The Stump

Federalism Frees Us to Flourish

Although it may seem counterintuitive, freedom is actually enhanced, not curtailed, when states have the right to experiment, subject to important federal constitutional limitations, with social and economic polices till they do right by their citizens.

Seeking a President for the End of the World

For brokenists, the new regime is not just a matter of garden-variety regulatory capture, and “the rules” are just as often a symptom of the problem as a solution to it. This “merger of state and corporate power” comes, like all regimes, with a legitimating ideology, a cultural vision. And there seem to be quite a lot of rules involved in that vision. It’s technocratic, to say the least.

We Could Do Worse…

Weak parties are susceptible to extreme candidates who take advantage of party weakness to run shallow, populist campaigns. These people seem fun. They appeal to our political id, mostly in the way they make fun of everyone who opposes them, and encourage us to fester in our (often reasonable) frustrations and anger.

The Falconer

A skeptic’s take on such a variety of experience would chalk it up as privileged gonzo larkishness or chest-beating thrill-seeking—an understandable take, one likely partly true. But there was more to it. For I’ve not acknowledged the murders of his father and uncle; the psychic fallout in the family afterward; and his years-long struggle with drug addiction. That Mr. Kennedy had such an appetite for life despite these harrowings is considerable.

Learning to Read in 2023

Why does my third child, my little son whom I mention above, need me to be in physical contact with him while he reads? Because it helps him feel warm and safe, I imagine, and so he is not as afraid of making mistakes. Alternative educators recognized this in the classroom decades ago: that children read better with an adult’s arm around them, or while piled onto soft pillows with a couple of friends.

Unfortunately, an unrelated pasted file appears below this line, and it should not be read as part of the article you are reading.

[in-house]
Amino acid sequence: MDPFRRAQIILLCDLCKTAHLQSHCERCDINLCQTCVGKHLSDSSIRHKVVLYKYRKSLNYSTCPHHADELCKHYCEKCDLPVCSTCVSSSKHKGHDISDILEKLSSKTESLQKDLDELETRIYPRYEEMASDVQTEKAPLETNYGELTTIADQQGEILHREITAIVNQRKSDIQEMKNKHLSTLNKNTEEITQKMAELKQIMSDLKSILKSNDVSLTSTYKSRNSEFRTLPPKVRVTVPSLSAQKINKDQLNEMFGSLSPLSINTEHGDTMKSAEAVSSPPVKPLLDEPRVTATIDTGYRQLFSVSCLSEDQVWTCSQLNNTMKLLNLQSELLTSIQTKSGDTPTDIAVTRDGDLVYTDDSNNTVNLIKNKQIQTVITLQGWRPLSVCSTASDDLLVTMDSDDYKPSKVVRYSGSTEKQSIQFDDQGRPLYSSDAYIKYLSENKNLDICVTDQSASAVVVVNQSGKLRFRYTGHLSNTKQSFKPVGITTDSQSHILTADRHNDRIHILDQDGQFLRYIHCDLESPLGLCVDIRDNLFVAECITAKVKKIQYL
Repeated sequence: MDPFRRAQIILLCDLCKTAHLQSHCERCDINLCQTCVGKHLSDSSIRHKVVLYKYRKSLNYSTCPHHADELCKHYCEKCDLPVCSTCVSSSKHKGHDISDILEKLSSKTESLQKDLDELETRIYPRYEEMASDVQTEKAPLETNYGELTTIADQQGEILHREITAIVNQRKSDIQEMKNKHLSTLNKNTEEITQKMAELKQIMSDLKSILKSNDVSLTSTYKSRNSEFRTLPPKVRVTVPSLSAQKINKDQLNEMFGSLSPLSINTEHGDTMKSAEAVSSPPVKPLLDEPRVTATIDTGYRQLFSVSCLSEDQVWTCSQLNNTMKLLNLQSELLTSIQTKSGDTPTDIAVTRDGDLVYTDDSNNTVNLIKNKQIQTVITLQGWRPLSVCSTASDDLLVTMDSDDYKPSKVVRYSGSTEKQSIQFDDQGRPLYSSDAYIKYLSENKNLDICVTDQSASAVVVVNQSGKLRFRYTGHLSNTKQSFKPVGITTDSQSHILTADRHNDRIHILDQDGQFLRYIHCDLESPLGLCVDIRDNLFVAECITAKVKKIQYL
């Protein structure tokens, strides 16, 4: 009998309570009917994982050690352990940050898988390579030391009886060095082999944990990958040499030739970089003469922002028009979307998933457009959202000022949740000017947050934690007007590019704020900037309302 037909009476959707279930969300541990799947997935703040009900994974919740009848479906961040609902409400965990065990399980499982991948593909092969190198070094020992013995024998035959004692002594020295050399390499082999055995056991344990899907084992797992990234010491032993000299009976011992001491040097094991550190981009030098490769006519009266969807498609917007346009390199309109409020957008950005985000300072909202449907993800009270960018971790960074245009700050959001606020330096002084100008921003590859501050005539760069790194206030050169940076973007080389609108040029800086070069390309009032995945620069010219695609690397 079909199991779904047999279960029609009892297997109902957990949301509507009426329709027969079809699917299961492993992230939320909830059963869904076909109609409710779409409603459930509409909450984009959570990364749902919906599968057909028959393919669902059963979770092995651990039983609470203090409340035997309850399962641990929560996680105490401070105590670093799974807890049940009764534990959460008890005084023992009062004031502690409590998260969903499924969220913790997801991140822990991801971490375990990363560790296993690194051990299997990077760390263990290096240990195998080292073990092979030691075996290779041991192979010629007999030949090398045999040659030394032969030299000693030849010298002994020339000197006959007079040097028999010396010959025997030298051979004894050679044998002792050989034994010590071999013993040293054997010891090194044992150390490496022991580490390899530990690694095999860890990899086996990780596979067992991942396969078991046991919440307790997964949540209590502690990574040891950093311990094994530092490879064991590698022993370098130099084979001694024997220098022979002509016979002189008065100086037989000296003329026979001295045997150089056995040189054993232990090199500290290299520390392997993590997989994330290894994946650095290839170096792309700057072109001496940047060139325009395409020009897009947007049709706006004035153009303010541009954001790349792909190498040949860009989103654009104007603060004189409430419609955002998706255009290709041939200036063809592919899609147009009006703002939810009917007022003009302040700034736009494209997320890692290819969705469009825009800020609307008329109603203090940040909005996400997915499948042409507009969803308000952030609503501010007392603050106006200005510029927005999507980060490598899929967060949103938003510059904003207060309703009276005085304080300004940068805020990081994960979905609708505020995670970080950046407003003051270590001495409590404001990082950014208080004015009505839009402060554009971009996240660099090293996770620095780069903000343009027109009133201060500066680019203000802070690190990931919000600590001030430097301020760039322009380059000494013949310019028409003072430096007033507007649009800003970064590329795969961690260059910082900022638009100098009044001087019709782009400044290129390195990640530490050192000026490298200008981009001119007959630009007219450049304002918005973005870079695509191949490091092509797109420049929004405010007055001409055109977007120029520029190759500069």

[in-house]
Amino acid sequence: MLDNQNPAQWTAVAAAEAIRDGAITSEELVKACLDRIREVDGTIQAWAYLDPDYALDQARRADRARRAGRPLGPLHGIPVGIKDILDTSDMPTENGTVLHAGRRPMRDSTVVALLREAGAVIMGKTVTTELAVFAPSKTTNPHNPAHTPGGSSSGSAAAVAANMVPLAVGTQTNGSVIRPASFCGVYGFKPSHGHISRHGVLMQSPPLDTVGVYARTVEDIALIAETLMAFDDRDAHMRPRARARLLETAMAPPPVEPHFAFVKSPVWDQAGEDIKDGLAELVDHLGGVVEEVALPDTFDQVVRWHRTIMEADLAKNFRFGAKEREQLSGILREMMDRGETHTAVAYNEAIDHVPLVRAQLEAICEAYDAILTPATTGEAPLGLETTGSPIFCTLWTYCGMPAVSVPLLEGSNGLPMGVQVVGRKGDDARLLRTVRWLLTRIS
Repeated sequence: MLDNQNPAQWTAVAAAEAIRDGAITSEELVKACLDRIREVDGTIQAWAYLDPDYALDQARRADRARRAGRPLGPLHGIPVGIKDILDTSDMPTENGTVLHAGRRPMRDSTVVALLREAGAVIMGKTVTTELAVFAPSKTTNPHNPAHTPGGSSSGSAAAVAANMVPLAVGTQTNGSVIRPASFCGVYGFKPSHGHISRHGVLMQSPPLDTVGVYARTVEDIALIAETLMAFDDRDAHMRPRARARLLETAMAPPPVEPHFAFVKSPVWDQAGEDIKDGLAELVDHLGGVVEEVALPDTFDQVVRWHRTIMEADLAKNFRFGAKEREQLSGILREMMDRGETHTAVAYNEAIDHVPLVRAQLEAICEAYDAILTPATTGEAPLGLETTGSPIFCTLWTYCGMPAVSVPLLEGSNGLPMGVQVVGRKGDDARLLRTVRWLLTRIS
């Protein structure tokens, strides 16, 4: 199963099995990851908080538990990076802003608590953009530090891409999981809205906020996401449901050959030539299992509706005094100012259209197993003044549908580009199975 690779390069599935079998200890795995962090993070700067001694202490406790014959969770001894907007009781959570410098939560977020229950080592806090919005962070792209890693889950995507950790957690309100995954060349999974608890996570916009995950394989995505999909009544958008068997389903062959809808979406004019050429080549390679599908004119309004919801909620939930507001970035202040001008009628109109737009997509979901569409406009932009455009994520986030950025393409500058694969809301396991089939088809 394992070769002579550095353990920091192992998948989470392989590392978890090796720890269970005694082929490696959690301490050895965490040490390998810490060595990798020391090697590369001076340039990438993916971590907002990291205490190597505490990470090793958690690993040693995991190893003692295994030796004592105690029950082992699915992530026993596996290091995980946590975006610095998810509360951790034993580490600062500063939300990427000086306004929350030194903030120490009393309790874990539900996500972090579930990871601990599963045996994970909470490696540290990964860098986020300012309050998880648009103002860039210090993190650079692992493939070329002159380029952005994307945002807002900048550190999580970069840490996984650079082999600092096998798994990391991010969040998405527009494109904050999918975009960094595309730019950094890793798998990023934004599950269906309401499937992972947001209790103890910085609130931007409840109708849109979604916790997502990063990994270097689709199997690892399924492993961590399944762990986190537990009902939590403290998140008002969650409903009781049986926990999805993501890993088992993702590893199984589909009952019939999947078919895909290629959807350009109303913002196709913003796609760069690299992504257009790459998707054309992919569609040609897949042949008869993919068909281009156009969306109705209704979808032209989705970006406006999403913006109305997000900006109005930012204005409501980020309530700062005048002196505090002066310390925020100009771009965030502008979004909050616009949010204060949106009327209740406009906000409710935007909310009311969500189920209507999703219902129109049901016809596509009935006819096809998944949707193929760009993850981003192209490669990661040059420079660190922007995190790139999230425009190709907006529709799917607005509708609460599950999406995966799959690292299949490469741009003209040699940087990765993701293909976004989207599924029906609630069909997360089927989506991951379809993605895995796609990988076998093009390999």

Modernity is a Dirty Diaper

Modernity has become permanently liquid; it no longer seeks solid replacements to the pre-modern world but finds greater value in transience, not just of institutions and things, but of human relationships too.

Fly Fishing and Henry Bugbee

We can never ossify the world because it is always moving and changing like the river. Yet we can open ourselves to this ever fluctuating movement. This is manifested in the moment when the angler, fly, and fish are suspended together, held as with the fragile tension of water molecules. This is that something.

Democracies Need Shared Literature

Before we totally condemn the Athenians as selfish, entertainment-addicted bad citizens—which, to be fair, they sometimes (or often?) were, just like us—it is worth considering what such shared democratic spaces of entertainment facilitated. And a related question to consider: What might we, as a democracy, gain if we had something similar?

Alexis de Tocqueville and American Exceptionalism: Exegeting Tocqueville

Whether America ever was or is exceptional is a matter for further discussion; but Tocqueville’s own estimate of America in the early nineteenth century was mixed at best and negative at worst. He obviously wished that democracy had produced a more learned and refined culture than it had in America; and he was quick to argue that democracy would likely produce better fruit in better (French?) circumstances.

Map-Burning

My point is not to get lost in conventional debate here. But seeking to heal from the culture war, I want to uncover the bodies of my neighbors, which industrial stories kick in the face, deform, and then at election time bury beneath the red-blue map. Aligned with my neighbors, I want to stand in a place off that map, outside those stories.